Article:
HEY KIDS! COMICS! #1 BY HOWARD CHAYKIN AND WIL QUINTANA
Plot
Art
Characterization
Summary
Although HEY KIDS! COMICS! #1 isn't going to set the world on fire, Howard Chaykin's WOLF OF WALL STREET meets MARVEL: THE UNTOLD STORY premise about the comic book industry is fascinating. There's betrayal, corporate greed, and resentment. While it's rough around the edges, anyone who wants a semi-realistic account of the heyday of comics will enjoy it. Otherwise, if you're looking for a general history of comic books or a parody of superhero comics, this isn't it.
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Cartoonist Howard Chaykin is putting a new spin on the inside story behind the comic book industry with HEY KIDS! COMICS! #1. You may remember Chaykin from DIVIDED STATES OF HYSTERIA which featured a controversial cover. With this series, Chaykin sets his sights on the history of comics and puts a cynical twist on the formula. The result is a story about a group of artists who don’t get their dues and the two comic book publishers who profit off their work. After all, making comics is tough business.

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The Cut-Throat World of Freelancing

HEY KIDS! COMICS! #1 follows three characters: freelance comic book artists Ted Whitman and Ray Clarke, as well their friend Benita Heindel, a writer. First, there’s a prologue that sets the tone of the story. In 1967, a washed-up artist crashes the red carpet Broadway premiere of Powerhouse to speak to a couple. Then, the man reveals that he was an editor back in the day and that he co-created Powerhouse (think SUPERMAN).

Throughout the story, Ted and Ray learn how hard it is to find decent work in the comic book industry. Often, they have to float between Verve and Yankee Comics, fictionalized versions of Marvel and DC Comics. Meanwhile, Benita bounces around various publications while trying to help Ray and Ted.

 

HEY KIDS! COMICS! #1
Courtesy of Image Comics

Then, the story jumps to 2001, where Ray, Ted, and Benita are old and cynical. Notably, a funeral brings a bunch of comics book industry folks together to remember Alfie Kessler, an artist. However, time doesn’t heal old wounds because there’s a lot of anger and resentment between Ray’s crew and their former bosses. Here, Chaykin points out that work-for-hire artists don’t get financially rewarded because Evolution Teens (an X-MEN reference) premieres in theaters and a Stan Lee-type character takes all the credit for it. It’s not often that we get to see this side of the industry although creators such as Alan Moore are vocal about how they got mistreated. Thus, this makes HEY KIDS! COMICS! #1 intriguing because this is as close to an inside look as readers will get this year.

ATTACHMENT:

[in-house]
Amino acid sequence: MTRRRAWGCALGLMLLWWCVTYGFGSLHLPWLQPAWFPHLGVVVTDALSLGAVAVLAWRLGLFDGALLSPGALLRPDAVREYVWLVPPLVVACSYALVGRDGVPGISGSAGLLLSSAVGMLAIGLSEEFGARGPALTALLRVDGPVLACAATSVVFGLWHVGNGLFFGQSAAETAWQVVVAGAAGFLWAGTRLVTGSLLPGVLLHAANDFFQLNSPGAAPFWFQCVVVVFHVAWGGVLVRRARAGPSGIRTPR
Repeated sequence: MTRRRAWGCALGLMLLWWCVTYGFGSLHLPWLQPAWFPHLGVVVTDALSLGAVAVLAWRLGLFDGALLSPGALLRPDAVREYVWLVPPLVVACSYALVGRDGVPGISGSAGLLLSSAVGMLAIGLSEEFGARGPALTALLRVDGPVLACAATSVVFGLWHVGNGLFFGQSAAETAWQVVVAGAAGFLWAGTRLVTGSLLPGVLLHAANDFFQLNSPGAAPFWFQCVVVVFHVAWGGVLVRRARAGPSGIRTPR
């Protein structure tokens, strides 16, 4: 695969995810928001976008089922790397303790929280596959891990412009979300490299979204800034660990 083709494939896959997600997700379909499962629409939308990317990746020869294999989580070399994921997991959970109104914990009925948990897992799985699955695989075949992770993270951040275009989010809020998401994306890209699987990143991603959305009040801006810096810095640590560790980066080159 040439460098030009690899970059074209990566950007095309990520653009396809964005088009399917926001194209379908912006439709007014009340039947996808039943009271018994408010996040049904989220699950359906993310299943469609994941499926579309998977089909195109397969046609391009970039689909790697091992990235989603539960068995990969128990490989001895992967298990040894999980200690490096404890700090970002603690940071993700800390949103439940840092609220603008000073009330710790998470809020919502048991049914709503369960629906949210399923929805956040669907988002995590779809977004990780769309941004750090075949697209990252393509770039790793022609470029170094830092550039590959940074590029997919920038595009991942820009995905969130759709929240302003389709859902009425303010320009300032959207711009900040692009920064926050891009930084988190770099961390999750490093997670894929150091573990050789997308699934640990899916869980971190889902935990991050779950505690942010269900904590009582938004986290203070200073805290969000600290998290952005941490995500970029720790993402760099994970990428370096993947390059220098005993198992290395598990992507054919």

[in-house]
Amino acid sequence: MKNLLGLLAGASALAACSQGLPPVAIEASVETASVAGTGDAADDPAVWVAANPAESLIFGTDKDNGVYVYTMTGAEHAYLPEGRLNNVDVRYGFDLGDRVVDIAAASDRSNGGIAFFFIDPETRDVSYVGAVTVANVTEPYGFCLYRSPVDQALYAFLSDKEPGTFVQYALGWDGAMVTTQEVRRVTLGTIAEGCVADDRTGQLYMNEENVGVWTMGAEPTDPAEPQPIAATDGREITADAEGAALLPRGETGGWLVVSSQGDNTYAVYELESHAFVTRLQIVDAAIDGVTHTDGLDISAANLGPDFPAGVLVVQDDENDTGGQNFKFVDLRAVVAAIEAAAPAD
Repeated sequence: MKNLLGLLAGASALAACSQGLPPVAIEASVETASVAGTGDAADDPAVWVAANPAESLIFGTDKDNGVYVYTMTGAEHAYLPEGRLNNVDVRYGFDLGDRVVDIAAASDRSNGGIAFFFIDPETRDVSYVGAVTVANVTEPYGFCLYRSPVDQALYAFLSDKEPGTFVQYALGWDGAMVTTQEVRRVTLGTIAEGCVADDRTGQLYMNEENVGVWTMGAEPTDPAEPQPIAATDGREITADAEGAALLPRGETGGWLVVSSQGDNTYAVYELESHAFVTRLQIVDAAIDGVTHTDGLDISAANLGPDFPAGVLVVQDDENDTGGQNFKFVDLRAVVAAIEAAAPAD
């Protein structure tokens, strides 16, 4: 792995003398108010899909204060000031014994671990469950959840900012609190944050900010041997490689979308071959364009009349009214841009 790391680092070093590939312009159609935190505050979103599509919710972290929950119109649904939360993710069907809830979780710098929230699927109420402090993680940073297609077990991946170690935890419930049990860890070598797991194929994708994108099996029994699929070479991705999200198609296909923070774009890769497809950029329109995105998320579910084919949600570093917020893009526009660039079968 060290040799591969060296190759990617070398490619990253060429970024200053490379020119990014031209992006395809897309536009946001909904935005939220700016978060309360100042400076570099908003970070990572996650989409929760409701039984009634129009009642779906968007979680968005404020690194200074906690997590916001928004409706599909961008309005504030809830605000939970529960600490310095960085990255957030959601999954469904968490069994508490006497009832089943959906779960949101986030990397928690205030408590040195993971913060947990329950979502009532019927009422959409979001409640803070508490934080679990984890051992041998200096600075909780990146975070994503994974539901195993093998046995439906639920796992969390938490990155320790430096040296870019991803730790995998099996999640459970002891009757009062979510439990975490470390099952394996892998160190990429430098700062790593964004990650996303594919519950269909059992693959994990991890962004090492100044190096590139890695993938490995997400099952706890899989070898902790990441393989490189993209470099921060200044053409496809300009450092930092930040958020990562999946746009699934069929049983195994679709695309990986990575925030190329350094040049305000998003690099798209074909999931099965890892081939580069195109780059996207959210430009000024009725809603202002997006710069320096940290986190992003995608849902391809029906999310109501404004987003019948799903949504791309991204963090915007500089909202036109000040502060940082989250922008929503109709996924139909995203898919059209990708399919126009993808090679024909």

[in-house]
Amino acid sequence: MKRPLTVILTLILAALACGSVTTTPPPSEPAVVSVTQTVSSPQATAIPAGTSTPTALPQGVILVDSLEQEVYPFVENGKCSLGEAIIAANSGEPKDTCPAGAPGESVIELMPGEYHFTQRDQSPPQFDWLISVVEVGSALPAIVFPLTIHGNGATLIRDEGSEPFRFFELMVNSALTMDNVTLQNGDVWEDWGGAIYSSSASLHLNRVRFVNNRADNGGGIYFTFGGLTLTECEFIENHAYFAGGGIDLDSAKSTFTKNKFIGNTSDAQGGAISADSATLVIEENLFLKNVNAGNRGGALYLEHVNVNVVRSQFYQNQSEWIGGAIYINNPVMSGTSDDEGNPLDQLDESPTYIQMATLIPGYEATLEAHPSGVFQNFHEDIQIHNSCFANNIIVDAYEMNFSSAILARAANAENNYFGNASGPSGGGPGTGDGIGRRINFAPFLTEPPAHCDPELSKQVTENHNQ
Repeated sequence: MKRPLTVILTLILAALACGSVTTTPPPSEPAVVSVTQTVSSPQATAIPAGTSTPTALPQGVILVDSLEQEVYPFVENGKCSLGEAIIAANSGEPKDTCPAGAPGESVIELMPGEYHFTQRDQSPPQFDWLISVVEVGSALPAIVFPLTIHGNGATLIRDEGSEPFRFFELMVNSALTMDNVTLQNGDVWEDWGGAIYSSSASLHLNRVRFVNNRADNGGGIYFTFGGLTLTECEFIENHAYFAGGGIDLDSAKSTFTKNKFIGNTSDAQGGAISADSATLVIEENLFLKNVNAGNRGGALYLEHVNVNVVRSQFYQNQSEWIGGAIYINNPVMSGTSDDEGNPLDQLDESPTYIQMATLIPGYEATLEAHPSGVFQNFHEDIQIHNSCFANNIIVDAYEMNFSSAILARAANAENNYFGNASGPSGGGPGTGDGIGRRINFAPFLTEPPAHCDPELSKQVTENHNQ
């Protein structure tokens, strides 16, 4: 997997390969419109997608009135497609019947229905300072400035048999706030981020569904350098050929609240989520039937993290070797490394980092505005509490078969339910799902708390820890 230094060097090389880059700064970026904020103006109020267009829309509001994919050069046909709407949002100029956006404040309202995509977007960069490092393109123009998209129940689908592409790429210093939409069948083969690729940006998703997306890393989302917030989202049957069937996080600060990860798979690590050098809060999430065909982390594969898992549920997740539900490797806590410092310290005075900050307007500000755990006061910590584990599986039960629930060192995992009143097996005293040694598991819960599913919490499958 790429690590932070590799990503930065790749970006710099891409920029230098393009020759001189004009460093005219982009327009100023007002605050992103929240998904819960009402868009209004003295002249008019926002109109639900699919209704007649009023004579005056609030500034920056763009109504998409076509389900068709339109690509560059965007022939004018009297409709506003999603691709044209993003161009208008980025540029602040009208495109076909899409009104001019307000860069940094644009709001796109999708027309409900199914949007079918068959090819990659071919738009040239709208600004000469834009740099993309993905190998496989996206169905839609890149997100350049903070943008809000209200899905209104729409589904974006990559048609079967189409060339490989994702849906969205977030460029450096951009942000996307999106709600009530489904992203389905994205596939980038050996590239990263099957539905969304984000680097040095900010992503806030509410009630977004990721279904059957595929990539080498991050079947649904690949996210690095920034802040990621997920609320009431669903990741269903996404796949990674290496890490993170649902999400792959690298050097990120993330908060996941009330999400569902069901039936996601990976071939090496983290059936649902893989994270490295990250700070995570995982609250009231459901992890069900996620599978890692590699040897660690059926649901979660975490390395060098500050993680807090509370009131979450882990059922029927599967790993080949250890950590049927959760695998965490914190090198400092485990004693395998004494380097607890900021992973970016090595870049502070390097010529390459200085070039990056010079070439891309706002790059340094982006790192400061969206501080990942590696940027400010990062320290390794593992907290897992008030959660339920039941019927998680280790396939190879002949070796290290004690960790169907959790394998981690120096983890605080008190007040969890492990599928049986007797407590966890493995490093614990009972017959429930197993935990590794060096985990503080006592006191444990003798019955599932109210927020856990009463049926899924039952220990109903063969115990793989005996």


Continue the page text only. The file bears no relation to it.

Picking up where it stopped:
The Racism, Sexism, and Exploitation of Artists

HEY KIDS! COMICS#1
Courtesy of Image Comics

Furthermore, Chaykin captures the racism and sexism of the 1940s-1960s quite well. Namely, Ted, who’s African-American, deals with subtle racism when he gets hired for a desk job at an ad agency. Ted’s boss, a white man, hires Ted so that he can help market products to the “burgeoning negro market.”  All the while, Ted has an uncomfortable look in his face as the scene ends but it’s effective in communicating Ted’s feelings.

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Meanwhile, Benita deals with her share of sexism. When we first meet Ted and Ray, Ray makes a crass remark hoping that publishers care about superheroes and big breasted women. However, Benita hears this and calls him out on it before sarcastically remarking that he hasn’t changed. Later, Benita gets hired to works at Verve as an assistant editor and laments that no one would care if she complains. This is good commentary on how women in the comic book are unsung heroes in comparison to their male colleagues.

Solid Cartoon Style Art

HEY KIDS! COMICS! #1
Courtesy of Image Comics

With HEY KIDS! COMICS! #1, Chaykin goes for a conservative art style to reflect the era. He does 1940s-1960s New York justice by bringing to life a gritty city where suits and ties were all the rage. Also, as the plot jumps through multiple decades, he does a great job aging up the characters from wide-eyed youths to wrinkly, old faces. However, some may have a few gripes about the art; one is that the hands look deformed in various panels. In addition, the art looks grainy at times, for better or worse.

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Good Color Work

Meanwhile, colorist Will Quintana does a good job capturing the vintage grittiness of the 1940s, 1950s, and 1960s New York. Although the colors look washed out at times, it feels like a New Yorker cartoon with dark blues, soft reds, and brown hues. If anything, Quintana’s biggest strength is rendering faces realistic, as well as making offices feel alive. Often, a comic’s biggest mistake is having too many textures in a page, which distracts readers from the dialogue. Thankfully, Quintana knows this and successfully avoids it.

Closing Thoughts on HEY KIDS! COMICS! #1

HEY KIDS! COMICS! #1 is not for everyone because it requires knowing about the history of comics in order to appreciate all the references. As a result, it’s hard to recommend this series to new readers. However, if you’re a fan of Howard Chaykin’s previous works, then you’ll feel right at home with this issue. If anything, Chaykin does a good job of capturing the sexism of the 1940s-1960s. In addition, there’s something fascinating about revisiting the comic book industry’s Golden Age through the lens of freelance artists.

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